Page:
IEA: Need Major Scale Up in Global Biofuels Production

Today, the International Energy Agency (IEA) released their Tracking Clean Energy Progress report in New Delhi that details the increased role that biofuels will need to play in reducing greenhouse gases (GHG) as part of their Climate Change Scenario by 2020. The Global Renewable Fuels Alliance (GRFA) applauded this finding, stating that biofuels are already significantly reducing global GHG emissions.

According to the report, globally, the world is not on track to meet the IEA’s goal of holding global climate change to a 2°C rise by 2020. According to the IEA’s Energy Sector Carbon Intensity Index (ESCII) average CO2 emissions have only improved by 0.02 tonnes of CO2 per tonne of oil equivalent in the last 20 years. In Tracking Clean Energy Progress 2013order to reach the 2020 target the IEA recommended that annual biofuels production needs to more than double and advanced biofuels capacity must increase six-fold.

“Biofuels are the only real viable option available today to reduce emissions in the transportation sector,” said Bliss Baker, spokesperson for the GRFA. “We agree with the IEA that biofuels offer real GHG emissions reductions today and that we must increase biofuel usage if we want to mitigate the impacts of climate change.”

In order to facilitate this major scale up in global biofuels production, the IEA released some specific recommendations for governments in their report:

  • Lessen the risks for early investors through mechanisms such as loan guarantees, guaranteed premiums for advanced biofuels, or direct financial support for first-of-a-kind investments.
  • Targeted policy support for advanced biofuels is required to ensure large-scale deployment.
  • Monitor sustainability in feedstock production.

“Frankly, the GRFA is not surprised by these findings, despite the commitments from world leaders we are clearly struggling to reduce emissions in the transportation sector,” concluded Baker.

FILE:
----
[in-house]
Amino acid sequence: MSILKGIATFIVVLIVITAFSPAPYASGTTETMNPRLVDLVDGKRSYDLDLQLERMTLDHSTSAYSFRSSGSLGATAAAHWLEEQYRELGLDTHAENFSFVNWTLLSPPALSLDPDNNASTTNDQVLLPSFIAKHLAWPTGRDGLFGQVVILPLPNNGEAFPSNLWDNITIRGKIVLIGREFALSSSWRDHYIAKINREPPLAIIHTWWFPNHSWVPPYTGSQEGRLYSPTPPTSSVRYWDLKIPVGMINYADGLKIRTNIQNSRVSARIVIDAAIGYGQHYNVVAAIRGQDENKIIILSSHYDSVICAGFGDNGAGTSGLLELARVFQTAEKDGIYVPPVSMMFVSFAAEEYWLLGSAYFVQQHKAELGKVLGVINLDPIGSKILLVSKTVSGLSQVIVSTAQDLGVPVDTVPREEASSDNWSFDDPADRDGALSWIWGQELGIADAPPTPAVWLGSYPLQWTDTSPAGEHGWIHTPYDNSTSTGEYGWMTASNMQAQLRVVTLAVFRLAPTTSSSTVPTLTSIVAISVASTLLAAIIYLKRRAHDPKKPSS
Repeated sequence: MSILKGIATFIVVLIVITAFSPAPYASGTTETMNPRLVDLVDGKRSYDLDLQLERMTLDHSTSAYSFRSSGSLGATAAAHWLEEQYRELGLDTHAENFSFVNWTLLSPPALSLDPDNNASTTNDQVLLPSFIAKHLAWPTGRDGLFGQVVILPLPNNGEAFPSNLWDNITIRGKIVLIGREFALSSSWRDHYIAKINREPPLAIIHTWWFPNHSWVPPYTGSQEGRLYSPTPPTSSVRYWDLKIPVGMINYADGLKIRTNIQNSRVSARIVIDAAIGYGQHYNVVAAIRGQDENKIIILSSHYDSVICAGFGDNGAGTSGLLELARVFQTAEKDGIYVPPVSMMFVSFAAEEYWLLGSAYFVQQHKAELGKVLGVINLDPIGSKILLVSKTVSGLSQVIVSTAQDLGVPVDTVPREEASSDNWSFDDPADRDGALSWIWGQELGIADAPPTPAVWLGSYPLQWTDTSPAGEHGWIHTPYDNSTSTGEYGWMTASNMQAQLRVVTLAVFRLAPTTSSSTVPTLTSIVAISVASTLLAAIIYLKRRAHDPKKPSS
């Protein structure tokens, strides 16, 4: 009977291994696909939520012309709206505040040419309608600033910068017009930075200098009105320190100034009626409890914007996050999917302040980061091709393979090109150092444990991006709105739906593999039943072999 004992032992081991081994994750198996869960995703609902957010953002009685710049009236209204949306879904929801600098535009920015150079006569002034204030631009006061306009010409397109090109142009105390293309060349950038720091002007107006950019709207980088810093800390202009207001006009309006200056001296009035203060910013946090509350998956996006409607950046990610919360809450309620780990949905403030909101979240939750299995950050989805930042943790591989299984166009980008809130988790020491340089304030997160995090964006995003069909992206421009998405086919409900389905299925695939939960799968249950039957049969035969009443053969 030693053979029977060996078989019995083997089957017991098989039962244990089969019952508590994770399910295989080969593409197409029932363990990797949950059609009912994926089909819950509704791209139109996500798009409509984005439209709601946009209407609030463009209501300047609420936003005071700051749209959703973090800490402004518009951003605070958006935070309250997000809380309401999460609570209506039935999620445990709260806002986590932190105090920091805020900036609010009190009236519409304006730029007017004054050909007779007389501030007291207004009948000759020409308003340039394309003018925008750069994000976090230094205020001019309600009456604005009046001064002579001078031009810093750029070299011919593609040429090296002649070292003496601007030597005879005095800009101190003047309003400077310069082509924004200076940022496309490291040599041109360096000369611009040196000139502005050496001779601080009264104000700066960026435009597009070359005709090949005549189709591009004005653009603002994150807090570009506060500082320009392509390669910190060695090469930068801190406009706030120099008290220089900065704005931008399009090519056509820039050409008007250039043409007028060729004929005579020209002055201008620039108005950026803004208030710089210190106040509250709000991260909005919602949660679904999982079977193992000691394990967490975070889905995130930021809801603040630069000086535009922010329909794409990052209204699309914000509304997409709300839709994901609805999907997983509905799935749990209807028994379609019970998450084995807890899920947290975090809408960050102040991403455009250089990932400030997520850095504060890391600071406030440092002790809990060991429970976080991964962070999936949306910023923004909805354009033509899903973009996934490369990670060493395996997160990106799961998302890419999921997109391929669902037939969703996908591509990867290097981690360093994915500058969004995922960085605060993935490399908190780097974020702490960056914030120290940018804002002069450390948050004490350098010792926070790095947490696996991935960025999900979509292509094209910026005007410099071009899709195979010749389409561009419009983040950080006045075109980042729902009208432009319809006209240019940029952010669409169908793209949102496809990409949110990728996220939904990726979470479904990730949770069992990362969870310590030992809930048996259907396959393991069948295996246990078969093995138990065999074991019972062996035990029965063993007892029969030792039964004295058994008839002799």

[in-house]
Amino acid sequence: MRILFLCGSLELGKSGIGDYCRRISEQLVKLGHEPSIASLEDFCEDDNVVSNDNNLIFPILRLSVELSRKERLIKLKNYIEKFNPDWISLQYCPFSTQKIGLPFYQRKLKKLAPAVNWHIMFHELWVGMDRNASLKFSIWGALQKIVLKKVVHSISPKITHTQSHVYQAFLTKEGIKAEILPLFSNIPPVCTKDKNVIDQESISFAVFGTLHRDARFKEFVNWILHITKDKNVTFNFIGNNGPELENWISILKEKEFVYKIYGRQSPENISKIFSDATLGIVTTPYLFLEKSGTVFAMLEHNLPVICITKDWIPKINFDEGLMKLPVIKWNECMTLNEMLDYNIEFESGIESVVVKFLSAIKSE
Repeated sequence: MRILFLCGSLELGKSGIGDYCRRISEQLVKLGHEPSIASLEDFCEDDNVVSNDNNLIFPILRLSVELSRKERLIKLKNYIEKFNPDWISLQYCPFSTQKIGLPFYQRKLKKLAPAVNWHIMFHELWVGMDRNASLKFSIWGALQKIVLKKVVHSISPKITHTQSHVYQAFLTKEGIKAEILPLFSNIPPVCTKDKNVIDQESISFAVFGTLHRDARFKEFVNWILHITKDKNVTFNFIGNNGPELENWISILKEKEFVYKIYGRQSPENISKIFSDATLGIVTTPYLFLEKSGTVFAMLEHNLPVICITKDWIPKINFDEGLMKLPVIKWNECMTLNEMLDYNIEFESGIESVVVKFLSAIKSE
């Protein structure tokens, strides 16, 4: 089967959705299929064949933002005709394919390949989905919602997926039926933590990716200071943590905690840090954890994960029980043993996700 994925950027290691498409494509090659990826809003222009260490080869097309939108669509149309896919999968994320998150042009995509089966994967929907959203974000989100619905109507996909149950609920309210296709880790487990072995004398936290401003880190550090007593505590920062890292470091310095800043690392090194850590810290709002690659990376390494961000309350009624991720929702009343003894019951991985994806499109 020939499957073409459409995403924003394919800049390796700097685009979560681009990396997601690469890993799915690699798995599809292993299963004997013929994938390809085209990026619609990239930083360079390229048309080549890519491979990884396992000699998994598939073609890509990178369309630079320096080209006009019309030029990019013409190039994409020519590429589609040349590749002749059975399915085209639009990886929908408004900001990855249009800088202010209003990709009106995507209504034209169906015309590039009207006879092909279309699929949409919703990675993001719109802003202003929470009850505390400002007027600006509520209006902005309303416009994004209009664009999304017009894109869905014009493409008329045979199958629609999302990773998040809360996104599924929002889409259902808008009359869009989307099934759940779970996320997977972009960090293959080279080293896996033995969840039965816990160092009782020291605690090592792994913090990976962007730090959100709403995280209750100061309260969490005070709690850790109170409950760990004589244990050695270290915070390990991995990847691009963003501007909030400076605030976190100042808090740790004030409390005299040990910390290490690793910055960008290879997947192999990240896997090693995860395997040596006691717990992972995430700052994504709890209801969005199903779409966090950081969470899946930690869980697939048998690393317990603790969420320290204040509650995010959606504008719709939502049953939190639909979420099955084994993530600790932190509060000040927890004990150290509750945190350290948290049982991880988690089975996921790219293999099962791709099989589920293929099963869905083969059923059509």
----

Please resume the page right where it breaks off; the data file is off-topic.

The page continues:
5 thoughts on “IEA: Need Major Scale Up in Global Biofuels Production

  1. In the face of massively increasing levels of CO2 generated by certain countries principally China, how exactly do biofuels have a significant impact? I frankly don’t see the math working without significantly changing that trajectory.

  2. I suspect the researchers at IEA did not look at any recent temperature trends. There is no chance of global temperature rising by 2C by 2020.

    And biofuels emit as much carbon as fossil fuels when you add everything up.

    They cost more and pollute more in use. Using them to make fuel increases the price of food.

    Too many organisations support global warming policies to feather their own nests without looking too hard at the reality of the issue.

  3. Years ago, we told the planet to stop heating up. I thought that was the end of it. Now we find that we aren’t doing enough with algae to satisfy the earth’s need to cool down. I am shocked and saddened that we are so complacent.

    I think we need to sit down with the earth and tell it – we mean it this time, to cool it.

    Another problem solved. Whew…

  4. In the 70s we were told the planet was cooling, then in the 90s we were told the planet was warming, and for the last fifteen years, it has done neither. We have plenty of inexpensive carbon fuels to last centuries and the bi-product of combustion, CO2 is plant food. Do you remember 5th grade biology and photosynthesis? As a result of the increase in CO2 our crop yields have doubled–so don’t be troubled.

    Websites: http://www.wattsupwiththat.com (award winning science site four years running). http://www.climateaudit.org; http://www.climatedepot.com

  5. The increased production of biofuel crops such as sugar cane, palm oil, corn and soybeans has already resulted in a documented loss in acreage of native rainforest and grassland. These changes in coverage of the Earth’s surface increase climate change. How is this adressed? Or is it being ignored as an inconvenient truth?